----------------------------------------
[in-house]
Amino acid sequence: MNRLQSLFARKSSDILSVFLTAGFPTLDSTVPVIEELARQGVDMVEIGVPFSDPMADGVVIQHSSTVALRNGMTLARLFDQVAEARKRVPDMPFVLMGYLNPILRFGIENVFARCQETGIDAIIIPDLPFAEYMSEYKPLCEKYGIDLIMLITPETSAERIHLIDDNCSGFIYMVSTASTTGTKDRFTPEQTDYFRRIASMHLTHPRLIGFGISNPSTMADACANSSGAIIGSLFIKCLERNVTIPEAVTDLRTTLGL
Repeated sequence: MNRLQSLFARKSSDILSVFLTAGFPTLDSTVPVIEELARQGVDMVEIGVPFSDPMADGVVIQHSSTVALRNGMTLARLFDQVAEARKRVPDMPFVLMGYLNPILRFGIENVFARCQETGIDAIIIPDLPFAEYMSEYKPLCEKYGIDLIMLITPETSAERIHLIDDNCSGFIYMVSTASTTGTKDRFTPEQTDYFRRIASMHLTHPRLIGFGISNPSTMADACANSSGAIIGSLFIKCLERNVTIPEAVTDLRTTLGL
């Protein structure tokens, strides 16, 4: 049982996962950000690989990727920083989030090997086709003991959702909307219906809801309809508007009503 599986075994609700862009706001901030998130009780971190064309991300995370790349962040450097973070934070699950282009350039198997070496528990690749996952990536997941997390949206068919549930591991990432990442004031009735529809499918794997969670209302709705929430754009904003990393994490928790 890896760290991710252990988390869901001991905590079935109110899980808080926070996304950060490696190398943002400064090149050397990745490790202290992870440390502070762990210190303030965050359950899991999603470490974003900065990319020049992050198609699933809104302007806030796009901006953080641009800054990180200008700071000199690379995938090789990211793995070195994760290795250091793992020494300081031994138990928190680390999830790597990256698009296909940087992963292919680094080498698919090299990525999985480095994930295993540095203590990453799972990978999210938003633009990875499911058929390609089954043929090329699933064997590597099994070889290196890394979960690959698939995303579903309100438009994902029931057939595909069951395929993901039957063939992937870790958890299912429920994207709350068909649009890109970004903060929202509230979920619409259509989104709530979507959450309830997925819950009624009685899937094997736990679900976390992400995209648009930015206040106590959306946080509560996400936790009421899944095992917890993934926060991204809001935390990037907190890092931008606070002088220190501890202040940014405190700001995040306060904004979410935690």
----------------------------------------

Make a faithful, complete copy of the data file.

[in-house]
Amino acid sequence: MNRLQSLFARKSSDILSVFLTAGFPTLDSTVPVIEELARQGVDMVEIGVPFSDPMADGVVIQHSSTVALRNGMTLARLFDQVAEARKRVPDMPFVLMGYLNPILRFGIENVFARCQETGIDAIIIPDLPFAEYMSEYKPLCEKYGIDLIMLITPETSAERIHLIDDNCSGFIYMVSTASTTGTKDRFTPEQTDYFRRIASMHLTHPRLIGFGISNPSTMADACANSSGAIIGSLFIKCLERNVTIPEAVTDLRTTLGL
Repeated sequence: MNRLQSLFARKSSDILSVFLTAGFPTLDSTVPVIEELARQGVDMVEIGVPFSDPMADGVVIQHSSTVALRNGMTLARLFDQVAEARKRVPDMPFVLMGYLNPILRFGIENVFARCQETGIDAIIIPDLPFAEYMSEYKPLCEKYGIDLIMLITPETSAERIHLIDDNCSGFIYMVSTASTTGTKDRFTPEQTDYFRRIASMHLTHPRLIGFGISNPSTMADACANSSGAIIGSLFIKCLERNVTIPEAVTDLRTTLGL
């Protein structure tokens, strides 16, 4: 049982996962950000690989990727920083989030090997086709003991959702909307219906809801309809508007009503 599986075994609700862009706001901030998130009780971190064309991300995370790349962040450097973070934070699950282009350039198997070496528990690749996952990536997941997390949206068919549930591991990432990442004031009735529809499918794997969670209302709705929430754009904003990393994490928790 890896760290991710252990988390869901001991905590079935109110899980808080926070996304950060490696190398943002400064090149050397990745490790202290992870440390502070762990210190303030965050359950899991999603470490974003900065990319020049992050198609699933809104302007806030796009901006953080641009800054990180200008700071000199690379995938090789990211793995070195994760290795250091793992020494300081031994138990928190680390999830790597990256698009296909940087992963292919680094080498698919090299990525999985480095994930295993540095203590990453799972990978999210938003633009990875499911058929390609089954043929090329699933064997590597099994070889290196890394979960690959698939995303579903309100438009994902029931057939595909069951395929993901039957063939992937870790958890299912429920994207709350068909649009890109970004903060929202509230979920619409259509989104709530979507959450309830997925819950009624009685899937094997736990679900976390992400995209648009930015206040106590959306946080509560996400936790009421899944095992917890993934926060991204809001935390990037907190890092931008606070002088220190501890202040940014405190700001995040306060904004979410935690």